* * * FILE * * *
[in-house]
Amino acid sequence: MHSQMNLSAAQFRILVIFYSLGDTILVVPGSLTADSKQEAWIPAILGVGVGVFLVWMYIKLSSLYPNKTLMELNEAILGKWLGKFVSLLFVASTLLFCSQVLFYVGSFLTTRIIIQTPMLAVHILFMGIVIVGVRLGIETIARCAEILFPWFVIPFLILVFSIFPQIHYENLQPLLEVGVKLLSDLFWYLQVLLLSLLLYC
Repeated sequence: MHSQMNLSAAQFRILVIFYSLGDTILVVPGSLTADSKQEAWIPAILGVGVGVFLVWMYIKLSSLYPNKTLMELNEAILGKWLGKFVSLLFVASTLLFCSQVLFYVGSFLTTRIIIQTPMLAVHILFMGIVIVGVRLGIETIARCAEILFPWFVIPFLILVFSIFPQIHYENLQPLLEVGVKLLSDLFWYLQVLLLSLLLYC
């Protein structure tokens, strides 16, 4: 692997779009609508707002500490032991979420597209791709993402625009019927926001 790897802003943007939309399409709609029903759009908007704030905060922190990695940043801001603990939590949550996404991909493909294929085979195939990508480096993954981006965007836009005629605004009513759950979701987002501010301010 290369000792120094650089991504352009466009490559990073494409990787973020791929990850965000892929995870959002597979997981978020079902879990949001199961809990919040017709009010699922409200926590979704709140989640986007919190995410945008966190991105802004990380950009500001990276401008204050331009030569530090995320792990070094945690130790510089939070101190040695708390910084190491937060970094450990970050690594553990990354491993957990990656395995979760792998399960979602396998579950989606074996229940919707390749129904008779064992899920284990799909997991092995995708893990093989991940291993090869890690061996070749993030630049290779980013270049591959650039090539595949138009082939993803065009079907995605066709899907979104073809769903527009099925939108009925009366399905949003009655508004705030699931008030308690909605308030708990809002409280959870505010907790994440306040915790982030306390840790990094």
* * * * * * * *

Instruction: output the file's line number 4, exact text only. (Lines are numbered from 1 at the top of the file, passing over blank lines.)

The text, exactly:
């Protein structure tokens, strides 16, 4: 692997779009609508707002500490032991979420597209791709993402625009019927926001 790897802003943007939309399409709609029903759009908007704030905060922190990695940043801001603990939590949550996404991909493909294929085979195939990508480096993954981006965007836009005629605004009513759950979701987002501010301010 290369000792120094650089991504352009466009490559990073494409990787973020791929990850965000892929995870959002597979997981978020079902879990949001199961809990919040017709009010699922409200926590979704709140989640986007919190995410945008966190991105802004990380950009500001990276401008204050331009030569530090995320792990070094945690130790510089939070101190040695708390910084190491937060970094450990970050690594553990990354491993957990990656395995979760792998399960979602396998579950989606074996229940919707390749129904008779064992899920284990799909997991092995995708893990093989991940291993090869890690061996070749993030630049290779980013270049591959650039090539595949138009082939993803065009079907995605066709899907979104073809769903527009099925939108009925009366399905949003009655508004705030699931008030308690909605308030708990809002409280959870505010907790994440306040915790982030306390840790990094």